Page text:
Defendant has argued that many employees prefer the position of "clerk typist" instead of secretary because the former allows for a broader range of duties. This is irrelevant. Ms. Timus took great pride in her job as a secretary, and she had earned her reputation at this job. This was her chosen career. The agency cannot deny that it has adversely affected her career by assigning her a position with a very different quality and responsibility. Ms. Timus has been denied the opportunities carried by the position of GS-318 Secretary.

 It is clear beyond doubt that plaintiff would not have been treated in this way had she not left for maternity leave. She had maintained her position as the director's secretary until the time she left. While the agency argues that due to reorganization, Ms. Timus' position had to be filled by a Grade 7 secretary, they have not been able to explain why Ms. Timus was not informed of this during the four months she worked in that position with a Grade 5.

 The agency had options other than removing Ms. Timus from her secretarial position. Other secretaries were moved around the office during the reorganization in order to preserve their grades and job status. In fact, Ms. Griffin was moved to Ms. Timus' former position because after the reorganization, this was purportedly the only GS-7 position open. Ms. Timus also could have remained in her position despite being a Grade 5. Pearl Patterson kept a Grade 8 in a secretarial Grade 6 position. Lastly, the agency could have found a secretarial position for Ms. Timus in another office.

 That plaintiff was on maternity leave was the main reason for her being assigned a job of lesser quality. Because she was not present, she was replaced, and no new position of comparable worth was given to her. It was the agency's duty to place her in the same or the equivalent position upon her return. This defendant failed to do.

  Ms. Timus has also claimed that she was discriminated against because of her race and because she had engaged in activities seeking to expand the promotion opportunities of black employees. Ms. Timus has established neither of these claims. This Court has seen no evidence that Ms. Timus' race or her activities played any role whatsoever in the agency's actions concerning her reclassification.

 Plaintiff has also claimed that she should have been promoted to a Grade 6 or 7. According to plaintiff, the duties performed by her were the same as those performed by Ms. Griffin, a Grade 7 Secretary. Plaintiff argues that if a desk audit had been done, she would have been promoted. The evidence before this Court shows that plaintiff made no request for a desk audit. Even if a desk audit had been conducted, it is not clear that plaintiff would have been promoted. Moreover, there is no evidence that the agency tailed to promote plaintiff because of her maternity leave or because of any other impermissible factor.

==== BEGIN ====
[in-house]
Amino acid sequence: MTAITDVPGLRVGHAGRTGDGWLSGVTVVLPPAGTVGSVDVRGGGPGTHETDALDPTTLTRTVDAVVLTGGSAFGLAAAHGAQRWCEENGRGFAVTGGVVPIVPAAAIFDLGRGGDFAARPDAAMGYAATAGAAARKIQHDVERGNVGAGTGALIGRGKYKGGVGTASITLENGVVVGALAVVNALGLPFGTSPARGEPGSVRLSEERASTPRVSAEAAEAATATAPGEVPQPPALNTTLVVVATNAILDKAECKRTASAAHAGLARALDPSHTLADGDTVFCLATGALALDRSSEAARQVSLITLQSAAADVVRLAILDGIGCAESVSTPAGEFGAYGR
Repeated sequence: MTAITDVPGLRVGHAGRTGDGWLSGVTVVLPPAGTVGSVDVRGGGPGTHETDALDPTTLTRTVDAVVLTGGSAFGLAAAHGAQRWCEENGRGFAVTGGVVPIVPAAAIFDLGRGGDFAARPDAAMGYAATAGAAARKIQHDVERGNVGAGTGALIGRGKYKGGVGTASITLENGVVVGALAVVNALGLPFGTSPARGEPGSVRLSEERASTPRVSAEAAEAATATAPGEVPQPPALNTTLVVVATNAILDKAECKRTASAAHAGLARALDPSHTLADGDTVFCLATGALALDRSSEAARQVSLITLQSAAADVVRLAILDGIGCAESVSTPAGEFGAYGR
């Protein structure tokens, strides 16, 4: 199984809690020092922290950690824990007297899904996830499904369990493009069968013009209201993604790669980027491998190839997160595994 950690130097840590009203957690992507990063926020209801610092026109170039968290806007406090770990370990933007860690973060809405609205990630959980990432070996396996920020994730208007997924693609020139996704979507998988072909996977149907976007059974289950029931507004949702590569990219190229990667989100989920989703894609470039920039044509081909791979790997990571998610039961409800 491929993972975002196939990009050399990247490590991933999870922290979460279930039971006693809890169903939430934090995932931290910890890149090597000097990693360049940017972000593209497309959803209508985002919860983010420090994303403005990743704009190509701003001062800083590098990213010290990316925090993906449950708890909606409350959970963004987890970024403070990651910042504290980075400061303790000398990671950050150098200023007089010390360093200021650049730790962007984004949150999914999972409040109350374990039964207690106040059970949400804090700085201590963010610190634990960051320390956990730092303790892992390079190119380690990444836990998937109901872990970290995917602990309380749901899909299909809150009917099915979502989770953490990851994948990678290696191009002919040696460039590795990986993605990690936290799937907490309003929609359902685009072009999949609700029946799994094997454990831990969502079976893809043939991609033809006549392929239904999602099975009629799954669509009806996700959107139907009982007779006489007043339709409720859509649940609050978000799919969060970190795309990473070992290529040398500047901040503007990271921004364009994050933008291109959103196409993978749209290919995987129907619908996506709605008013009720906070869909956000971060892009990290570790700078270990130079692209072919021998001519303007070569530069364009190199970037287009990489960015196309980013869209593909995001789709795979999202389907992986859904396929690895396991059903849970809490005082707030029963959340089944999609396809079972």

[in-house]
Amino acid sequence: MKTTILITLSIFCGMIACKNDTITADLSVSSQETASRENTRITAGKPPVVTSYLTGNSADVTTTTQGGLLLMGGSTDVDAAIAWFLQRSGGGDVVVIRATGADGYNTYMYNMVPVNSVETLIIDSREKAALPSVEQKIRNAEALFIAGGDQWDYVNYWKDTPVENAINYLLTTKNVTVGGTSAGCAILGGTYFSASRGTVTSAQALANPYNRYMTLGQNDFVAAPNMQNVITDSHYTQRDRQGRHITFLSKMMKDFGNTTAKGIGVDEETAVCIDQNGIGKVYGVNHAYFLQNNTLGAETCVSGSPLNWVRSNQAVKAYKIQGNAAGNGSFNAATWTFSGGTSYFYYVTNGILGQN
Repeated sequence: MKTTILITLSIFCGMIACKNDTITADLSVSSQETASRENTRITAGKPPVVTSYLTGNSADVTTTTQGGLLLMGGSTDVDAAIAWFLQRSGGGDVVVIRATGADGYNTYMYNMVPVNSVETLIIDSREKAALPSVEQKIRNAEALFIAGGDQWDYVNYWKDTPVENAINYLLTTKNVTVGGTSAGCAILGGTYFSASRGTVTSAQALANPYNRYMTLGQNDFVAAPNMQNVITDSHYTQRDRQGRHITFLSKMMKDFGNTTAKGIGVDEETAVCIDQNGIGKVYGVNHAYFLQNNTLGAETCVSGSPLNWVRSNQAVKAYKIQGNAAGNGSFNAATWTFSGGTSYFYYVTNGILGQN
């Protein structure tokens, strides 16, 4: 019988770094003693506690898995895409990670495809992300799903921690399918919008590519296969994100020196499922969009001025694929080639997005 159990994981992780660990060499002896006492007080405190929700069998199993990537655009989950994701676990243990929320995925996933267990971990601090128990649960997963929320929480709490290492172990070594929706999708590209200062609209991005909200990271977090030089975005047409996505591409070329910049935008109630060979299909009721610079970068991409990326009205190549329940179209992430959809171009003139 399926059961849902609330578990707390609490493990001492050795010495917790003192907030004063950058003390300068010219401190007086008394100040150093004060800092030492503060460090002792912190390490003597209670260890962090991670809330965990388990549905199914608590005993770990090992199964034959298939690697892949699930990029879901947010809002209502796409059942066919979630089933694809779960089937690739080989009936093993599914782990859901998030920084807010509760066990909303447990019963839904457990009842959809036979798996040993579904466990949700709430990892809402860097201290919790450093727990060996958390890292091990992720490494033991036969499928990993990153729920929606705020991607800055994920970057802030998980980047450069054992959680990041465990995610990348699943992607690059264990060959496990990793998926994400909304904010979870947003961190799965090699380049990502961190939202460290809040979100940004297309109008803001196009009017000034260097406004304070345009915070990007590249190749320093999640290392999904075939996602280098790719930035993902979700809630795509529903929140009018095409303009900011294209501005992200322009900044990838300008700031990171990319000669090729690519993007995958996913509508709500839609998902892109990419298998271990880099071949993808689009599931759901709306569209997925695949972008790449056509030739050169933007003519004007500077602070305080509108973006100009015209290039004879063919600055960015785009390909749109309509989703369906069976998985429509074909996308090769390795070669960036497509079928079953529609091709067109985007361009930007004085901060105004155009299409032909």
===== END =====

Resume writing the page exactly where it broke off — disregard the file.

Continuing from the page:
When plaintiff returned from maternity leave, she was returned to her former Grade. This Court does not find that plaintiff was denied a promotion because of any discriminatory factor. Only plaintiff's duties and the classification of her job were affected by her maternity leave. Accordingly, plaintiff should be returned to a GS-318 position with secretarial duties. Plaintiff shall be entitled to priority consideration for any GS-6 or GS-7 Classification Series 318 Secretarial vacancies within the Department of Labor for which she applies. This entitlement shall remain in effect for one year after the date of this Opinion, unless she is earlier selected for a similarly graded position to which she applies. Priority consideration means that if the agency determines that Ms. Timus is not qualified for the position, it must provide plaintiff with a written explanation of the reasons it asserts she is not qualified, and plaintiff shall have the right to seek judicial review of any such determination.

 An Order accompanies this Opinion.

 EDITOR'S NOTE: The following court-provided text does not appear at this cite in 782 F. Supp. 122.

 ORDER - May 15, 1991, Filed

 After a full trial on the merits, it is hereby

 ORDERED, that judgment is awarded to plaintiff on her sex discrimination claim under Title VII; and it is further

 ORDERED, that the Department of labor return plaintiff to a GS-318 position with secretarial duties; and it is further

 ORDERED, that the Department of labor give plaintiff priority consideration for any GS-6 or GS-7 318 secretarial position for which she applies, meaning that the agency must supply plaintiff with a written explanation if it fails to select her for a position to which she applies; and it is further

 ORDERED, that plaintiff may seek judicial review if the agency has a suitable position in the GS-6 or GS-7 categories and fails to select her for it during the period that this Order is in effect; and it is further

 ORDERED, that this priority consideration shall remain in effect for one year from the date of this Order or until such time as plaintiff is selected for a position to which she applies, whichever occurs earlier.